Maternal sensitive responsiveness, characteristics and relations to child early communicative and linguistic development
|Organizations:||University of Oulu, Faculty of Humanities, Department of Finnish, Information Studies and Logopedics
University of Oulu, Faculty of Medicine, Department of Paediatrics
|Online Access:||PDF Full Text (PDF, 1.1 MB)|
|Persistent link:|| http://urn.fi/urn:isbn:9514282035
|Publish Date:|| 2006-10-03
|Thesis type:||Doctoral Dissertation
|Defence Note:||Academic dissertation to be presented, with the assent of the Faculty of Humanities of the University of Oulu, for public defence in Keckmaninsali (Auditorium HU106), Linnanmaa, on October 13th, 2006, at 12 noon
Professor Marja-Leena Laakso
Professor Kaisa Launonen
The present longitudinal follow-up study had two main goals. Firstly, this study aimed to describe aspects of maternal interactive/communicative behaviour that could be considered constitutive in sensitive responsiveness. Secondly and most importantly, it aimed to find predictive relations between characteristics of mother-infant interaction around the onset of infant intentional communication and subsequent child communicative and linguistic development.
The participants were 27 Finnish-speaking mothers and their healthy first-born infants. Analyses of the amount and types of maternal and infant communicative acts as well as maternal responses to infant signals were carried out from videotaped free-play samples at the infants' age of 10 months. In addition, the CARE-Index was used to rate maternal sensitivity and infant co-operativity. At 12 months, children's communicative and linguistic skills were assessed by using the MacArthur Communicative Development Inventories and the Communication and Symbolic Behaviour Scales. At 30 months, the Reynell Developmental Language Scales III was used to assess comprehensive and expressive language.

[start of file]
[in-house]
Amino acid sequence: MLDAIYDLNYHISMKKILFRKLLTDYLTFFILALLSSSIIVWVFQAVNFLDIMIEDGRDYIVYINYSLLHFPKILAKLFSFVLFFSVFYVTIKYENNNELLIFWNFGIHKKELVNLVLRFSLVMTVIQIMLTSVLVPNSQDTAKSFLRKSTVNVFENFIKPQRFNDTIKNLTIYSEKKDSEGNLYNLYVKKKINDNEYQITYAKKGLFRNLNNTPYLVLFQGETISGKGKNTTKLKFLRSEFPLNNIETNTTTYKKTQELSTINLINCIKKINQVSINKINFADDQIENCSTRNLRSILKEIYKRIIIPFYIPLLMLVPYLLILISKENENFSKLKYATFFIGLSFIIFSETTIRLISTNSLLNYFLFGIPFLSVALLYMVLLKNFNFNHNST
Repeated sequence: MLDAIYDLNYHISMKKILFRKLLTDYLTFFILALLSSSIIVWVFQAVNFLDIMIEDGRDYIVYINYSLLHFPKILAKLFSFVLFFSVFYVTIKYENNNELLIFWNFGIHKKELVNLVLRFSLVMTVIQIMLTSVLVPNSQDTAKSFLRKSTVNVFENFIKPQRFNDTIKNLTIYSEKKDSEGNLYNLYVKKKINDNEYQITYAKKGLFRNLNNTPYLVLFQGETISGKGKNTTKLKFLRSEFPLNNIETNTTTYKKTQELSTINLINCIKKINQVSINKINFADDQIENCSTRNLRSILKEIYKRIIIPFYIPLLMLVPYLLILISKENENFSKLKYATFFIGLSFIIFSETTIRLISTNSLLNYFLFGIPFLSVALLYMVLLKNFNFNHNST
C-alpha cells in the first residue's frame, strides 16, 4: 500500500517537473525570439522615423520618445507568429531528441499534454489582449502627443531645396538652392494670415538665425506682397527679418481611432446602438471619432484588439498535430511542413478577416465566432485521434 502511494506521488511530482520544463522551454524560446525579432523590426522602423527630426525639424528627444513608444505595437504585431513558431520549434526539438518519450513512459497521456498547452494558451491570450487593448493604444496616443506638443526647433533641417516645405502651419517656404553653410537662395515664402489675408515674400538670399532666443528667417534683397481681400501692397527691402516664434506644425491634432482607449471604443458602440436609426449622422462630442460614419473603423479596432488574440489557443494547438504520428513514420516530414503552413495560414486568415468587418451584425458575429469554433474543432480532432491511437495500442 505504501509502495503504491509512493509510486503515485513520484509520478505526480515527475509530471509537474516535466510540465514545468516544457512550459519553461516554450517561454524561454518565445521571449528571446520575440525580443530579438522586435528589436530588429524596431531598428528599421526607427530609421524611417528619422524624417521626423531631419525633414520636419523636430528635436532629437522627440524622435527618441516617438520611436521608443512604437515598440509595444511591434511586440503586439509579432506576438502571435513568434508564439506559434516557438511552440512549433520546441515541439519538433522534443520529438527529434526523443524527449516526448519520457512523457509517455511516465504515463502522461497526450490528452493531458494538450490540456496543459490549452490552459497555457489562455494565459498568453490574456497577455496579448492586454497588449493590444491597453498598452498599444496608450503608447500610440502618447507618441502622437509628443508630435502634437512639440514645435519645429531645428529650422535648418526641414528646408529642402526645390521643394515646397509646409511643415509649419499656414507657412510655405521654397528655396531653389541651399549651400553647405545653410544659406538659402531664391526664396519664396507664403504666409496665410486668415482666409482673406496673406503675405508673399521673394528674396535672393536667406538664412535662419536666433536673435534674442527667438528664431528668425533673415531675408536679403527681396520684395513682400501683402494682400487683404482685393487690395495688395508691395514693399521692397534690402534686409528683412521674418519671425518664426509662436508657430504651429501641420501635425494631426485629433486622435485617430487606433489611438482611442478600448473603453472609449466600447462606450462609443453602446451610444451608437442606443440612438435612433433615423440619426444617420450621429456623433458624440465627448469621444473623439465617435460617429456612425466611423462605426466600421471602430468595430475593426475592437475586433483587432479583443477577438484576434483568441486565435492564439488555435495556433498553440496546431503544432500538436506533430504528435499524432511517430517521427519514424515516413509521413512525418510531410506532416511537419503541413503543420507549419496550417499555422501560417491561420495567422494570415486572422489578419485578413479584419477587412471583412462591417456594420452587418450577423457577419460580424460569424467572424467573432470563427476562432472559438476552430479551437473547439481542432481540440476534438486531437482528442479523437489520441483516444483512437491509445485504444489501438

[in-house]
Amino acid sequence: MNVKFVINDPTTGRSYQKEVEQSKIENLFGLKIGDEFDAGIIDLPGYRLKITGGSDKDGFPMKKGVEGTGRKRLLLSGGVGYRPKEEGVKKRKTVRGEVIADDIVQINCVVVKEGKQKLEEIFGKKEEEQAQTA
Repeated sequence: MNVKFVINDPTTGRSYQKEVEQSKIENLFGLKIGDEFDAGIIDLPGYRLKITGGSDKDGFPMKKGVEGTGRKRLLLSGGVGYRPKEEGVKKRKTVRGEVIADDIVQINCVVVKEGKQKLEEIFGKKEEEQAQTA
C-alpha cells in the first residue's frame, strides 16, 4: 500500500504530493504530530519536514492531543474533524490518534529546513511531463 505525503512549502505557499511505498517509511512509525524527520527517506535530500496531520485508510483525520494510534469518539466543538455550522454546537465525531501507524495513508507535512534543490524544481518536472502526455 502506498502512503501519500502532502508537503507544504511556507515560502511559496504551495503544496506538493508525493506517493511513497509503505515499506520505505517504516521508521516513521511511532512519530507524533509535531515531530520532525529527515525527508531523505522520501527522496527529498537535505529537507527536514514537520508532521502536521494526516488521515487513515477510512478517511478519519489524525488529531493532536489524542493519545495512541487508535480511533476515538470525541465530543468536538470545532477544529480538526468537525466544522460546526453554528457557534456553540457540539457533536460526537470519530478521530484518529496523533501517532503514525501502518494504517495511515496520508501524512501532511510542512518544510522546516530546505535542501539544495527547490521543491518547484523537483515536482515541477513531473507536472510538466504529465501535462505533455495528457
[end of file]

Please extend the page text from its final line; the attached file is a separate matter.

The results suggest that maternal activity in eliciting interaction and conversational interchanges is characteristic of sensitive responsiveness around the onset of infant intentionality. However, very distinctive aspects of verbal behaviour that might be constitutive in sensitive responsiveness were not found — probably as a result of considerable individual variation in all aspects of maternal as well as infant interactive/communicative behaviour that were analysed. As predictors of communicative and linguistic skills at 12 months, both maternal and infant characteristics made a significant contribution. In general, the predictive relations found were quite specific. In turn, except for the predictive validity of maternal sensitivity for comprehensive language at 30 months, later language outcomes were predicted only by children's communicative and linguistic skills at 12 months, suggesting that over time, language development becomes increasingly child-driven. Individual differences in early communicative capacities may also to some extent mask the language-facilitating effects of parenting. On the other hand, some potentially facilitating effects of parental behaviour may be elicited by the infant's well-advanced communicative skills. The importance to acknowledge transactional processes in parent-child interaction is highlighted — both in future research and clinical applications.
Acta Universitatis Ouluensis. B, Humaniora
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